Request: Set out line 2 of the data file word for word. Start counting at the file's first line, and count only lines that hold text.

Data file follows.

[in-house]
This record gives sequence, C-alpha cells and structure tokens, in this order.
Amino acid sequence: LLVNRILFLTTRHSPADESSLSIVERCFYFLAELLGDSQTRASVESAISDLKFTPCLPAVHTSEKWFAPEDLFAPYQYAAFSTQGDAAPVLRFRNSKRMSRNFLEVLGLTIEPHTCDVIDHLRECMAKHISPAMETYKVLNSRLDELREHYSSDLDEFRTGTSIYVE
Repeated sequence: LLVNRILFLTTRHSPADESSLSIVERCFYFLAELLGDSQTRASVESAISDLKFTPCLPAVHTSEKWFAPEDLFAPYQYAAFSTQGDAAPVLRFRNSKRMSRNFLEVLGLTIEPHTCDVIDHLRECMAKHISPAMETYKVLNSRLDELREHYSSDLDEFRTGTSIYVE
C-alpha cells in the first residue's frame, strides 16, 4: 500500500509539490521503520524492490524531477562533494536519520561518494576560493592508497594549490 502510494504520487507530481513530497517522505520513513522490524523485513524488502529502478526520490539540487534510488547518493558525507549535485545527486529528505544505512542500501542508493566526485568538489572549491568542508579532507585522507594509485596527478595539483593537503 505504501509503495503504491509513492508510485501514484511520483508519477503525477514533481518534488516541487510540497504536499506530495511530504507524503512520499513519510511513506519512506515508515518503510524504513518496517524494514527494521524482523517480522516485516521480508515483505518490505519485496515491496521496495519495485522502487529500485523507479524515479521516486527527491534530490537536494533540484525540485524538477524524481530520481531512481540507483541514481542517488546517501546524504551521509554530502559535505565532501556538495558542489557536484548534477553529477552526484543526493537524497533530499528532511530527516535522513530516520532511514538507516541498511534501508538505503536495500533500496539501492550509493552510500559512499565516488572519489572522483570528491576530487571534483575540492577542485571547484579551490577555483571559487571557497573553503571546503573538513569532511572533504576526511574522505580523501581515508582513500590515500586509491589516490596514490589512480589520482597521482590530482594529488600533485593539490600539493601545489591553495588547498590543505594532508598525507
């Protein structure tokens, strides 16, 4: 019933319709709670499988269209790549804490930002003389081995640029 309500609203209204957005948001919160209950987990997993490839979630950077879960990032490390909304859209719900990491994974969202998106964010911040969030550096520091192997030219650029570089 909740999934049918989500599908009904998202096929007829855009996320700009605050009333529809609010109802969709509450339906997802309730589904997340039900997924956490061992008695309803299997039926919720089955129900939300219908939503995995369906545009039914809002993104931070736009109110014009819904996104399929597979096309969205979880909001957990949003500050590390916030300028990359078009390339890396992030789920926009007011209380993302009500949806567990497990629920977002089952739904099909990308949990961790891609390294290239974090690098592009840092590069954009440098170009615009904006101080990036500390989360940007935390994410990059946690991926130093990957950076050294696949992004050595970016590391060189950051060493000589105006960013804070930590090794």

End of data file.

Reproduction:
This record gives sequence, C-alpha cells and structure tokens, in this order.